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Commentary: Don't confuse immigrant victims with villains

  • Story Highlights
  • Navarrette: Immigrant's beating death not parallel to triple killing by immigrant
  • San Francisco mistaken identity killings should be punished severely, he says
  • Some "sanctuary cities" forbid police from cooperating with immigration agents
  • Police should alert agents when they arrest illegal immigrant, Navarrette says
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By Ruben Navarrette Jr.
Special to CNN
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SAN DIEGO, California (CNN) -- Last week, I wrote about what appears to be a ghastly hate crime in the small town of Shenandoah, Pennsylvania, where teenagers allegedly beat to death a 25-year-old illegal immigrant named Luis Ramirez after spewing racial slurs and telling him to go back to Mexico.

Ruben Navarrette sees no parallel between immigrant's death and triple killing in which immigrant is charged.

Hundreds of readers responded. The overwhelming majority condemned the attacks and expressed sympathy for the victim's family. A relative handful actually defended the teenagers and tastelessly insisted that Ramirez "got what he deserved" because he was in the country illegally.

Then there are those who demanded to know why I hadn't written about another high-profile story involving yet another illegal immigrant -- this one looking less like a victim than a villain.

According to authorities in San Francisco, California, it was a case of mistaken identity that prompted 21-year-old Edwin Ramos to fire an AK-47 assault weapon on 49-year-old Anthony Bologna and his two sons, 20-year-old Michael and 16-year-old Matthew -- killing all three. Ramos is an illegal immigrant from El Salvador, and a reputed member of the vicious gang MS-13 who may have thought the Bolognas were part of a rival gang. Some are blaming the city's sanctuary policy, which they say allowed Ramos to avoid deportation despite three prior arrests.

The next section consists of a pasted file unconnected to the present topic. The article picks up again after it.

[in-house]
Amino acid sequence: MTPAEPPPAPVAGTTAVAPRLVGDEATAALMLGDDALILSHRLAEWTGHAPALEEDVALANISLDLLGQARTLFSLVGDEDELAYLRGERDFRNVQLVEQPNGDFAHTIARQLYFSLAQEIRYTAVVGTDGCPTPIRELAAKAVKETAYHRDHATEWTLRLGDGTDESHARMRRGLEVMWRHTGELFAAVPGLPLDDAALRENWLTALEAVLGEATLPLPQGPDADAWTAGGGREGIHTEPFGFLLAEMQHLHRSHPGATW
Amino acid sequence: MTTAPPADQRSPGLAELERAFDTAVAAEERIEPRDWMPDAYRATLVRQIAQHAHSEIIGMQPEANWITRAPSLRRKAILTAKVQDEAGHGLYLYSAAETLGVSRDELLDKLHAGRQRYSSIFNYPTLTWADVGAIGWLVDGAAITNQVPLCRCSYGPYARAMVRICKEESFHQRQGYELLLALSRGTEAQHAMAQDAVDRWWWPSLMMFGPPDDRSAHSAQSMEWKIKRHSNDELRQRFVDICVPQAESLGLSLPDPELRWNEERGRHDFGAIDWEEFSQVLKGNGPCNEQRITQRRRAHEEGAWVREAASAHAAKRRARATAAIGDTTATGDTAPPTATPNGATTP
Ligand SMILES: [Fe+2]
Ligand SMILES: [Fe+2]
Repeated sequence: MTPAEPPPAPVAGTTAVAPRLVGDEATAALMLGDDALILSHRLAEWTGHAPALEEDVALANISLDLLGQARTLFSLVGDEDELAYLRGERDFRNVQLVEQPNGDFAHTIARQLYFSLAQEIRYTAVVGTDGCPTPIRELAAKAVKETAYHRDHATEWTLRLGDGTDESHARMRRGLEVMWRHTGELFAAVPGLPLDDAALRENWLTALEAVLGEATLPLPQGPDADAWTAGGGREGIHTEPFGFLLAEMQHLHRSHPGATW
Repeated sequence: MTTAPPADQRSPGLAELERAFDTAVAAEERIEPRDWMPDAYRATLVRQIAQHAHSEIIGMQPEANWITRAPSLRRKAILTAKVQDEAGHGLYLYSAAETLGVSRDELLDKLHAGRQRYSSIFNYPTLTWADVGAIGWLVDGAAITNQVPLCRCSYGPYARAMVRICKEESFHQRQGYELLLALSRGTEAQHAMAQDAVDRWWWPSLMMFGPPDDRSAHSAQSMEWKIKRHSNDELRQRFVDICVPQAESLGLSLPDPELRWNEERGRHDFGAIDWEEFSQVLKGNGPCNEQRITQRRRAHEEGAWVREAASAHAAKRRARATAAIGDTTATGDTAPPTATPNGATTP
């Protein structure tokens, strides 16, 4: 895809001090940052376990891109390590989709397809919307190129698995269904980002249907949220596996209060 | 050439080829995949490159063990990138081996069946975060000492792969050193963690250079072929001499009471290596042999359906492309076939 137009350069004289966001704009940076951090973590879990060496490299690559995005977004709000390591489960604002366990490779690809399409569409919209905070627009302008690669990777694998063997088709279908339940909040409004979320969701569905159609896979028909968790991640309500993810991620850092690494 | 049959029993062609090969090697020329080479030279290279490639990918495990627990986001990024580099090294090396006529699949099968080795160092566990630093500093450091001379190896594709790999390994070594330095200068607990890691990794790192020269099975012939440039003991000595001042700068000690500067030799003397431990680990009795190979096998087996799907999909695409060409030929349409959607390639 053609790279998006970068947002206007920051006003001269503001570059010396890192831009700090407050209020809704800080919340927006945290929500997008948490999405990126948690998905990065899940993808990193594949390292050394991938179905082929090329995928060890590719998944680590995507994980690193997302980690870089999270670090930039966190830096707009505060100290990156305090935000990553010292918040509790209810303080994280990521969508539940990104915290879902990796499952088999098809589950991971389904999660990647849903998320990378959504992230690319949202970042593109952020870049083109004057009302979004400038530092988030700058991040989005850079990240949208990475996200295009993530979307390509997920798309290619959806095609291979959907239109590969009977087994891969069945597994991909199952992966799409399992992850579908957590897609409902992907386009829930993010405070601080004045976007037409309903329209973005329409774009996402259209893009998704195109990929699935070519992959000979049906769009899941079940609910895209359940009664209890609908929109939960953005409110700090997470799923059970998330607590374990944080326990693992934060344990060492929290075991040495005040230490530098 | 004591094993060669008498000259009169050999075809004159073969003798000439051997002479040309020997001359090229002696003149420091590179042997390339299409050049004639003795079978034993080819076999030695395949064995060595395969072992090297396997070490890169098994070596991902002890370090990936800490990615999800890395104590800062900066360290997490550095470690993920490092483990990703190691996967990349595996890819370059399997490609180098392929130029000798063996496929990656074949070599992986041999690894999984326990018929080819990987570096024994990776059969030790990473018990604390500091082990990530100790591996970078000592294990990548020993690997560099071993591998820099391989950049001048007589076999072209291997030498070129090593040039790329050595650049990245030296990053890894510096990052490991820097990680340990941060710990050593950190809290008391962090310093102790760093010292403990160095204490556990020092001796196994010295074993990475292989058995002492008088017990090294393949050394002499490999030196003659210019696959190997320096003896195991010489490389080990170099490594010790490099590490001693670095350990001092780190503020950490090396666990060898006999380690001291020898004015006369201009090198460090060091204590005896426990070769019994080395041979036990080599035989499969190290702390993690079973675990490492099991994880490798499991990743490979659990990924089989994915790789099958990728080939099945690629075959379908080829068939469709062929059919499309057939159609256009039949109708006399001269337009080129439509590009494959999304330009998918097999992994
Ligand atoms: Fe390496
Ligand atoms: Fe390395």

Do you see the connection between what occurred in Shenandoah and what happened in San Francisco? If so, would you mind clueing me in? The readers who brought up the Ramos case may have been looking for an assurance that I felt as much outrage over a case where the victims were white, and the alleged assailant Latino, as I did when that color scheme was reversed.

No problem. If Ramos were convicted of the charges, a swift and public execution would be too good for him. This fiend should have been deported long ago. Now, he should be kept in this country so he can face our system of justice.

I'm the son of a retired police officer, a supporter of the death penalty, and a proponent of deporting illegal immigrants. And, frankly, I don't need lectures on crime and punishment. I especially don't need them from those who make excuses for employers who commit the crime of knowingly hiring illegal immigrants. Nor do I need them from those who take the idea of punishment so lightly that they demand amnesty for disgraced ex-border patrol agents Ignacio Ramos and Jose Compean, who were convicted of shooting an unarmed Mexican drug smuggler and then attempting to cover it up.

As for sanctuary cities, let's be careful with the term. It fits in San Francisco, where in 1989, the Board of Supervisors barred local officials, including police, from cooperating with federal authorities in the deportation of illegal immigrants. That policy is now under review.

But the term sanctuary doesn't apply in those cities where there's been no formal declaration but police, on their own initiative, simply refuse to act as surrogate immigration officers.

Some people want local police to enforce federal immigration law by trying to determine the legal status of anyone they come across in the course of their duties. That would destroy whatever trust exists between immigrant communities and local police and discourage immigrants from reporting crimes. In turn, that would make those communities vulnerable to scoundrels and predators and cause more crime.

There's a middle ground here. If police arrest someone for another crime and determine that he is in the country illegally, then they should contact immigration authorities. But, the point is, they shouldn't roam the streets impersonating them.

Ruben Navarrette Jr. is a member of the editorial board of the San Diego Union-Tribune and a nationally syndicated columnist. Read his column here.

The opinions expressed in this commentary are solely those of the writer.

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